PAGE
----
The case for inclusion

Disability is a part of our lives

  • In NSW there are over 1.3 million people living with disability.
  • Disability may be acquired at birth or early in life; or it can be the result of accident, illness or injury at any later stage.
  • Disability rates increase substantially as we age, with close to 40 per cent of us having some form of disability by the time we’re 70.
  • We experience a range of impacts because of disability, with just under 6 per cent of the population experiencing profound or severe disability.
  • Disability is caused by a range of conditions. This includes intellectual, physical, cognitive, sensory, and neurological impairments or mental illness.
  • What disabilities have in common is the disadvantage and discrimination that many experience as a result.

What does ‘inclusion’ mean?

Inclusion is about respect and action.

To be inclusive, is to take steps so that a person can meaningfully contribute in their workplace, community and society and have a sense of belonging.

Benefits of inclusion

In recent years there have been significant changes in disability policies in Australia. At the heart of these changes is recognising that people with disability have the right to full and effective participation in society.

An inclusive society doesn’t only benefit people with disability either, it benefits everyone.

  • As a community, we are strengthened by our diversity and are enriched through activities that promote inclusion.
  • Inclusion reduces disadvantage, isolation and discrimination. It has far reaching positive impacts across all aspects of life, including health, welfare, education and employment. These are felt beyond the individual as well, with families and the broader community all benefitting from an inclusive society.1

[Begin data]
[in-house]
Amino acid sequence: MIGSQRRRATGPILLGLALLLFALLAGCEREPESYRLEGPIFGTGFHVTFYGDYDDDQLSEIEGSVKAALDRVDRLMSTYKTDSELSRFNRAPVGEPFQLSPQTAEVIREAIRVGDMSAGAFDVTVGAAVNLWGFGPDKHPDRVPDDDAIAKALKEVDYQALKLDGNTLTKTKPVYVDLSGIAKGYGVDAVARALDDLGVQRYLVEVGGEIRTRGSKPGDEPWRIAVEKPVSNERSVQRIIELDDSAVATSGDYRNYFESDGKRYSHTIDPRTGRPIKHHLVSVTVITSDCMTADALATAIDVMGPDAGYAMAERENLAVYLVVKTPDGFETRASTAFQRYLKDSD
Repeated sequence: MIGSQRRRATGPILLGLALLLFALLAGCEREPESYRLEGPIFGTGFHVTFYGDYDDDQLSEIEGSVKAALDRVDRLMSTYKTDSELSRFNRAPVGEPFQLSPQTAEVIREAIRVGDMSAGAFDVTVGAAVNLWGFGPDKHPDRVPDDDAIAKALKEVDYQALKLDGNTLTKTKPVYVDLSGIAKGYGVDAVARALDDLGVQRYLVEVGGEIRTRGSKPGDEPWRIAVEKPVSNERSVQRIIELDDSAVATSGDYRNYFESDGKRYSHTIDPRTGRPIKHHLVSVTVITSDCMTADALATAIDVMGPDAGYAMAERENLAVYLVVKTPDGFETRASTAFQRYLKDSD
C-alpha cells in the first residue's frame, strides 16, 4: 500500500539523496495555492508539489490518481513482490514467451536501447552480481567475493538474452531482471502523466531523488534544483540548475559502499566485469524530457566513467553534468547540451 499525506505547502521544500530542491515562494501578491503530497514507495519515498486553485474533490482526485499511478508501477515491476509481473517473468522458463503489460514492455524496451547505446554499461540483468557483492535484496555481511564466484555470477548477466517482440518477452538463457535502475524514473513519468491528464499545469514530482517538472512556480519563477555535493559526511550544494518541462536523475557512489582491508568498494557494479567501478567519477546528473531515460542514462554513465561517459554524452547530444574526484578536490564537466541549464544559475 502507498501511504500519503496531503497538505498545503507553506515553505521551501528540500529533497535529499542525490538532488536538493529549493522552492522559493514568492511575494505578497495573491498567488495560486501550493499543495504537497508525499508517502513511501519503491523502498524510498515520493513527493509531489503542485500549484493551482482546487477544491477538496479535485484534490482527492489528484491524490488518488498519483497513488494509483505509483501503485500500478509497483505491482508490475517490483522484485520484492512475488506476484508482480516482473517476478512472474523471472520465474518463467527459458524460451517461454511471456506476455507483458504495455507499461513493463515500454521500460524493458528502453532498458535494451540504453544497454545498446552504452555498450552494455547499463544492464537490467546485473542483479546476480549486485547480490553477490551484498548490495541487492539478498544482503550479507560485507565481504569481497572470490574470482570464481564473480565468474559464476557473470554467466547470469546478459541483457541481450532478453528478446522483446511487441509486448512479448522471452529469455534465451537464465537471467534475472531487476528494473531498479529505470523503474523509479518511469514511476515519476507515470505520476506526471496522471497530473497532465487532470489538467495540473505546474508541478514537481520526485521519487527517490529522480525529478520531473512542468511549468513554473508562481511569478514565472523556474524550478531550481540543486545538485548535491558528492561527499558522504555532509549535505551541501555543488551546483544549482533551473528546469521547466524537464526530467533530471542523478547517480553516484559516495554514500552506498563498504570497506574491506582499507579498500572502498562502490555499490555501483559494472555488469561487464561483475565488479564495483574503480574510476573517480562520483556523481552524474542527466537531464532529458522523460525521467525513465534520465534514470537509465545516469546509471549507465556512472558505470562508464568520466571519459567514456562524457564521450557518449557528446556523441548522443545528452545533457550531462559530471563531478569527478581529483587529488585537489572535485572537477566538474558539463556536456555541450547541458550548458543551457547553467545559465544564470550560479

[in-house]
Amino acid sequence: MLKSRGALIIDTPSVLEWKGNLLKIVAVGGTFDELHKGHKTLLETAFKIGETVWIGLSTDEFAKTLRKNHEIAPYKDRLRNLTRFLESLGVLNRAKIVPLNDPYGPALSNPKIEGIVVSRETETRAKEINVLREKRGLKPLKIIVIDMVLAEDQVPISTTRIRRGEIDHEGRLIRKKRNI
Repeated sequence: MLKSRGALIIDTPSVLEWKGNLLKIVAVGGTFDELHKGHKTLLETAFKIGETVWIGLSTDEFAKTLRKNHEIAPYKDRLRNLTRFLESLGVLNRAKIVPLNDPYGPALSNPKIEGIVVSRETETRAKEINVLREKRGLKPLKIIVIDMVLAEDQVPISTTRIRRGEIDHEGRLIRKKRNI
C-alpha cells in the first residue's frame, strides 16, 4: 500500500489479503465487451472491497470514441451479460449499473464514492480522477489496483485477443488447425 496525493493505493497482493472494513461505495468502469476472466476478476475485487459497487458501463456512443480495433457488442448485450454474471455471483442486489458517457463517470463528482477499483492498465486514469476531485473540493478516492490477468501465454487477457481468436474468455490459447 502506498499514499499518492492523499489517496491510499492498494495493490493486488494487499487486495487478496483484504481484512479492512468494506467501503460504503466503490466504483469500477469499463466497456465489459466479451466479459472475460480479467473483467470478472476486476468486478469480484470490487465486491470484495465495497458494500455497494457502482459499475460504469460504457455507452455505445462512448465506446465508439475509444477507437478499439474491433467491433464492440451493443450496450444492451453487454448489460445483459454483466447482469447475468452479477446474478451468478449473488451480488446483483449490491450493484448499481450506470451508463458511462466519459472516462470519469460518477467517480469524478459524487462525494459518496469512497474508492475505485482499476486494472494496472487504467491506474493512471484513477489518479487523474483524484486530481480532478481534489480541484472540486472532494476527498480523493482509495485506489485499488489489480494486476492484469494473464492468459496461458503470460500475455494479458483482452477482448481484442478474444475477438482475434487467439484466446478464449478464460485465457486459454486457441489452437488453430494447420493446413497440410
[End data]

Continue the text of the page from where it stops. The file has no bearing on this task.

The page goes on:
• There are strong economic reasons for increasing the inclusiveness of our society. Analysis indicates that there are significant financial gains for both individuals and for the economy by assisting people with disability into productive and fulfilling employment.2

[1] Disability, Ageing and Carers, Australia: Summary of Findings, Australian Bureau of Statistics, 2012.
[2] The Economic Benefits of Increasing Employment for People with Disability, Deloitte Access Economics, 2011.

Last updated:

20 May 2022

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We acknowledge Aboriginal people as the First Nations Peoples of NSW and pay our respects to Elders past, present, and future. 

Informed by lessons of the past, Department of Communities and Justice is improving how we work with Aboriginal people and communities. We listen and learn from the knowledge, strength and resilience of Stolen Generations Survivors, Aboriginal Elders and Aboriginal communities.

You can access our apology to the Stolen Generations.

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